Raconteurs – “Consolers of the Lonely”: This is the eagerly awaited (by me anyway) follow-up to their debut album, and one of my 2006 favourites, “Broken Boy Soldiers”. For those unfamiliar with Raconteurs, they are a Jack White (of White Stripes) side project playing exclusively blues/rock with more than just a hint of seventies prog-rock about it. Or at least they were, because this album is only about half-full of the type of tracks that made the first album so different. The other half are pseudo White Stripes, which is a shame, because the pure Raconteurs stuff stands-out head and shoulders above the rest. At 14-tracks, compared to just ten on their debut album, it’s also too-long, and it has the most annoying double-climax, where the anthemic track 12 ‘Rich Kid Blues’ (that should have been the end) is then followed by the excellent acoustic ‘These Stones Will Shout’ (which would sit much better in the middle somewhere), and then the finale track which is pure White Stripes, but presumably couldn’t make it onto one of their albums because Meg couldn’t manage the more subtle drumming required. It will be a real shame if this highly-promising band succumbs to the pressure of having a superstar in the line-up by not standing up to him when he wants to include his reject tracks on future albums.
Gabriella Cilmi – “Lessons to be Learned”: Debut album from this 17-year-old Australian singer-songwriter who sounds far more mature than her age would suggest. Maybe that’s why she was signed by Island Records when she was only thirteen! If you enjoyed the summer-hit single ‘Sweet About Me’, you’ll find a lot more tracks here that are just as good
“The Script”: On first listening, it’s easy to write this Dublin three-piece off as just another entrant in the boy-band-ballad market, but in fact there’s a lot more going-on here musically than you will find in that genre, so to do so would be a serious mistake. I wouldn’t say that all of the material is to my preferred taste but, as a whole, I do like the album a lot, which pretty-much says it all really.
The Verve – “Forth”: Eleven years after breaking up in acrimony, the Verve’s come-back to close-out Glastonbury was one of the live highlights of the year. Consequently, this album became eagerly-awaited by fans old and new. When it eventually arrived, it should have taken that feeling on a level, but it didn’t. It just went on, and on, and on, and……… The ten tracks last for 66 minutes in fact, not counting any hidden track, if there is one, which frankly I was past caring to find out. Not that there’s a bad track on the album, there isn’t, but neither is there a ‘Bitter Sweet Symphony’ or a ‘Lucky Man’. Maybe this time the drugs did work, because it just ambles along without offending the senses. Even the titles confirm the course of the experience: Track one is ‘Sit and Wonder’; by track five it’s ‘Numbness’, then track eight becomes ‘Valium Skies’. What it needs is a 20th century alcohol-fuelled anthemic adrenalin-hit to finish it off, but all it gets is the 21st century mineral water from ‘Appalachian Springs’.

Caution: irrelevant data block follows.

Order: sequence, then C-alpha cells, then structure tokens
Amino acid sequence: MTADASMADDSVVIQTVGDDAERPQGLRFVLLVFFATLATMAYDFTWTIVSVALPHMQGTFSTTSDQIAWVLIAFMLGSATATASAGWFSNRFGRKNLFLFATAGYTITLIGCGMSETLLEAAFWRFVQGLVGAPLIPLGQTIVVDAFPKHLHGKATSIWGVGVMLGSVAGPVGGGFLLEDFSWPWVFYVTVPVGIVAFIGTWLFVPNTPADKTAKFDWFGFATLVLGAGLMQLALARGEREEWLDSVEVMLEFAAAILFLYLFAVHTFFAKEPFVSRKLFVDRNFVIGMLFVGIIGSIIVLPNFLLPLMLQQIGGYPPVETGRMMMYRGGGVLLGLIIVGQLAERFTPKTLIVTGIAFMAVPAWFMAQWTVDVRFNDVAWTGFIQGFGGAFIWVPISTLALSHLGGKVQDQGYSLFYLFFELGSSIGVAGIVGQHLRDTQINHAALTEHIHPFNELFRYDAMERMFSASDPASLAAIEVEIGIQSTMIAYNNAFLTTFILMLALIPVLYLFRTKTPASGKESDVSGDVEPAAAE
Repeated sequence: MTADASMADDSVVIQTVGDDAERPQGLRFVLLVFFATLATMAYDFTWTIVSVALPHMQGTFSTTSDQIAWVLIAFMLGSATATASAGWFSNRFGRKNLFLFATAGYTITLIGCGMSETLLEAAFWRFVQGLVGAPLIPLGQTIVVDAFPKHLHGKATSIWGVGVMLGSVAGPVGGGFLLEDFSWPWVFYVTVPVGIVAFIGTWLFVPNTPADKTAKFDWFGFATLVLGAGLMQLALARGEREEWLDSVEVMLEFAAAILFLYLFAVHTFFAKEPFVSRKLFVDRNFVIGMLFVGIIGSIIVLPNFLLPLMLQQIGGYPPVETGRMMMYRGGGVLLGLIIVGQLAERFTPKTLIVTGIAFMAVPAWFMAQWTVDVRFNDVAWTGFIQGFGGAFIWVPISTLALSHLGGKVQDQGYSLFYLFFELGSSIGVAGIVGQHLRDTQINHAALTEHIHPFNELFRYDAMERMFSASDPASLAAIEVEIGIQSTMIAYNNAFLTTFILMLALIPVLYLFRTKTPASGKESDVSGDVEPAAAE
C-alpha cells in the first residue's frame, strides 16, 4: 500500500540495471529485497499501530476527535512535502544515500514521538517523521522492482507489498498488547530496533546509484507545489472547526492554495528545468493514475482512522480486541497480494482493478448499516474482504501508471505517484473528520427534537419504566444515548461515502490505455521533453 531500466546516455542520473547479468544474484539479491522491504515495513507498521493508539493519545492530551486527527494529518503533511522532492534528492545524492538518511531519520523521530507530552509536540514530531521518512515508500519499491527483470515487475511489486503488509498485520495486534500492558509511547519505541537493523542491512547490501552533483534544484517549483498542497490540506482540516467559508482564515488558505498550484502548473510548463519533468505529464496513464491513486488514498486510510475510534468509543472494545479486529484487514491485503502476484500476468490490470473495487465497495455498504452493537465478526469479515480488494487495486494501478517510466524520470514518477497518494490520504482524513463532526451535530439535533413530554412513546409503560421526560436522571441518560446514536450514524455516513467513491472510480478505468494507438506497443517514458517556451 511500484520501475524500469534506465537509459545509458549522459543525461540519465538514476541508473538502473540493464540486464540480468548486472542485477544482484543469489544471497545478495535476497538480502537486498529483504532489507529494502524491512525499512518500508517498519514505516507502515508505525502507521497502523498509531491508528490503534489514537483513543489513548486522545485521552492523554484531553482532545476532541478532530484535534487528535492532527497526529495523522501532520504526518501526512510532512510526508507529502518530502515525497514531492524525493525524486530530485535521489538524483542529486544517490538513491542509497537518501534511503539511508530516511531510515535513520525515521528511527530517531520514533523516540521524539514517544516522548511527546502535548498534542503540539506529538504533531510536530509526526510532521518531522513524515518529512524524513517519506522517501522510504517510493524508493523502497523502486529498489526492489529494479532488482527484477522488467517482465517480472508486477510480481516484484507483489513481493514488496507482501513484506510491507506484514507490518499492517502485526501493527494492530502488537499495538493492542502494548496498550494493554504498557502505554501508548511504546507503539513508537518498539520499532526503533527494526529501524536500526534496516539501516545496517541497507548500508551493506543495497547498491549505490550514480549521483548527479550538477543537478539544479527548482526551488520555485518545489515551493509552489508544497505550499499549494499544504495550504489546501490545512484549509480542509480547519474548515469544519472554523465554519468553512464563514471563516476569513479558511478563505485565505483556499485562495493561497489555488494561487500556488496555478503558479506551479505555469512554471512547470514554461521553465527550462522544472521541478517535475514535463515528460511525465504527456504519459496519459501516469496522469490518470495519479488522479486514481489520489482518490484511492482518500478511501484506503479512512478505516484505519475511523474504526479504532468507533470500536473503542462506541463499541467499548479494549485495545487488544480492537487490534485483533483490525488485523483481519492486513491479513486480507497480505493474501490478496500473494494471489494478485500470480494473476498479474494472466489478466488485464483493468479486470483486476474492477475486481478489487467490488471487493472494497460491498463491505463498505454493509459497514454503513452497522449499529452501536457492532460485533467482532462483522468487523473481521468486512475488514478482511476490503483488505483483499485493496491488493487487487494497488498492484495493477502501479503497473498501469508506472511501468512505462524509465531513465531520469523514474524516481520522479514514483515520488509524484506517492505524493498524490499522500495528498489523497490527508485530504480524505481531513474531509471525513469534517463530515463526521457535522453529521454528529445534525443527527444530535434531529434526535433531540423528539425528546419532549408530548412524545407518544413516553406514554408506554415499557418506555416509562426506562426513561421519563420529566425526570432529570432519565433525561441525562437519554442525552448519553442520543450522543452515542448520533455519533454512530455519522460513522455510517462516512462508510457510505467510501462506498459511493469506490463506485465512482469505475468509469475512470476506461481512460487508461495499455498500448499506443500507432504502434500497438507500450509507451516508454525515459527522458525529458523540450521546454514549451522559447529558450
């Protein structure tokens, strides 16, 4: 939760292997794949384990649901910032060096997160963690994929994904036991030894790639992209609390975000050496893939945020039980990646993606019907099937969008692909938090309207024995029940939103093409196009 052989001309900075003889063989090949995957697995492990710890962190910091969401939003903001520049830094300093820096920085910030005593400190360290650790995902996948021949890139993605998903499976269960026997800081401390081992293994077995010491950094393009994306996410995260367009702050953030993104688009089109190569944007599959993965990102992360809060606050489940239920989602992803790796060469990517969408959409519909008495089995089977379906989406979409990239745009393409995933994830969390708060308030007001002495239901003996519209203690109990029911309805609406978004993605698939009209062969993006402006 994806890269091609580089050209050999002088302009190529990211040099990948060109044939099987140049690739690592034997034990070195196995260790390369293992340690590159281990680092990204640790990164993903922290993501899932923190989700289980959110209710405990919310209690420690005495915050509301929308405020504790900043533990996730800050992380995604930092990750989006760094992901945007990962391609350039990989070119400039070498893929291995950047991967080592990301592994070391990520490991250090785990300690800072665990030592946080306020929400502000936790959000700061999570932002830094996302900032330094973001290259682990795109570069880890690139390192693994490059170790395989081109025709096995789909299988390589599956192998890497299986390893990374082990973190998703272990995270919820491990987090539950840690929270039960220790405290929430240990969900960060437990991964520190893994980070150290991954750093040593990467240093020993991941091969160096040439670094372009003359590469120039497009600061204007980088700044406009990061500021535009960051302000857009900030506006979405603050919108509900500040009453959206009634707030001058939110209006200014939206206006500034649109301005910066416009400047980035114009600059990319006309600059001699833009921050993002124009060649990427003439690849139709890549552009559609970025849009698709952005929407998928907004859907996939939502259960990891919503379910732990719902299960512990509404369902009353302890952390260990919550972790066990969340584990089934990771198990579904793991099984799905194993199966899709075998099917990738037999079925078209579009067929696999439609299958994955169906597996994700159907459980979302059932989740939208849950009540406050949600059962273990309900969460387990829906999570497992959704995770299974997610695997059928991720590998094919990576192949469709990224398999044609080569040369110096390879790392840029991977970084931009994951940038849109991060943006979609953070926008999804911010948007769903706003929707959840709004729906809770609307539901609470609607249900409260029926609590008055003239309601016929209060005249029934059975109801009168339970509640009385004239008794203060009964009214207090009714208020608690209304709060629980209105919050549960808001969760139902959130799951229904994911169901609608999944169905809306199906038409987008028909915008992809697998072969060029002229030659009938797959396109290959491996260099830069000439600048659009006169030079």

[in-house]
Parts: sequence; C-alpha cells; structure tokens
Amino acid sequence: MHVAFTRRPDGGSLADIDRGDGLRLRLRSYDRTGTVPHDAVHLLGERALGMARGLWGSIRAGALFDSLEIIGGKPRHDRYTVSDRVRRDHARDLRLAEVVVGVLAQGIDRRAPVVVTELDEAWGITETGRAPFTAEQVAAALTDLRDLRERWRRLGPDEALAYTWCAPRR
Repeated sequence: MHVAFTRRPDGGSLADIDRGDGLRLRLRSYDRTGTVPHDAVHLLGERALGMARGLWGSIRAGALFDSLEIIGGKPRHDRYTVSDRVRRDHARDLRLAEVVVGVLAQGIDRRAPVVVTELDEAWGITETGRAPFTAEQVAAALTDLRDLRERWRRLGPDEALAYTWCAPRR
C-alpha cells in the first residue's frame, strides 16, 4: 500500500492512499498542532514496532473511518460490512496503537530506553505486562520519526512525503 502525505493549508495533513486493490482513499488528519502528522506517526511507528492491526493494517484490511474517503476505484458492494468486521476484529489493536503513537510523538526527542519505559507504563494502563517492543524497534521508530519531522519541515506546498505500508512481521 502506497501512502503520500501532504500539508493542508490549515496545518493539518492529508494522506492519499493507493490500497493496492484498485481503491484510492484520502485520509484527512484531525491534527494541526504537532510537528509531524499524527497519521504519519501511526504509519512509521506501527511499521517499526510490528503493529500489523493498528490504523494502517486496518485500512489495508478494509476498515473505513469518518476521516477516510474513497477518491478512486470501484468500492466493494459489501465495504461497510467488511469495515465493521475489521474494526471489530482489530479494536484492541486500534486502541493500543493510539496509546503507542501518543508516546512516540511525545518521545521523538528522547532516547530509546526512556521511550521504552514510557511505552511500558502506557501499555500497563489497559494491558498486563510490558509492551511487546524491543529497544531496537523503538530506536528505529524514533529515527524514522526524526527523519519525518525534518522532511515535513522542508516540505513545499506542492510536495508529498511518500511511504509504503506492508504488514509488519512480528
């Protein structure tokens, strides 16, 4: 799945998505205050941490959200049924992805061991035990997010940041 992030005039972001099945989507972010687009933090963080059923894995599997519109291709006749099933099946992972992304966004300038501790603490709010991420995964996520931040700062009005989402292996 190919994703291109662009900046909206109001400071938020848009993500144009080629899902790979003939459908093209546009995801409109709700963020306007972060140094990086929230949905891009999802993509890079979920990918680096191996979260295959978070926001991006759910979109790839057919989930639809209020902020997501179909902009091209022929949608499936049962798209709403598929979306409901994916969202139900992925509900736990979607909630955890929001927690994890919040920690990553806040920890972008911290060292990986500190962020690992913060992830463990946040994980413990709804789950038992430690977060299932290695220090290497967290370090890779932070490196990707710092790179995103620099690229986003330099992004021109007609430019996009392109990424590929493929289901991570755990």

This year’s ‘Disappointment of the Year’ award (sorry folks, the above was not it!) has been over eleven years in the waiting. It’s also been over fourteen years since Portishead released their stunning debut album “Dummy” which still stands out as one of the most original-sounding albums of all-time. The eponymous follow-up three-years later was a bit of a flop, and then they disappeared from the mainstream, with the odd solo project emerging occasionally in the meantime, to little effect. So the news early in the year that a third album was on the way, unimaginatively called “Third”, was very intriguing.
One would have thought that after all that time, interest in them may have waned, but when online radio station last.fm put the whole album up live a few days before its release, they received over 300,000 hits in 24 hours, so there are clearly still a lot of fans out there. This was backed-up by the album’s high-point, reaching number two in the UK album chart during May this year, whilst simultaneously entering the US Album chart at number seven, a level that not even “Dummy” had attained.
So why is it a disappointment? Well, I think the fact that the album exited the charts on both sides of the Atlantic almost more rapidly than it entered shows that, like myself, the fans bought it on trust, only to find on playing it how genuinely underwhelming it is, and once the word got around, that was the end of this particular musical mayfly’s existence.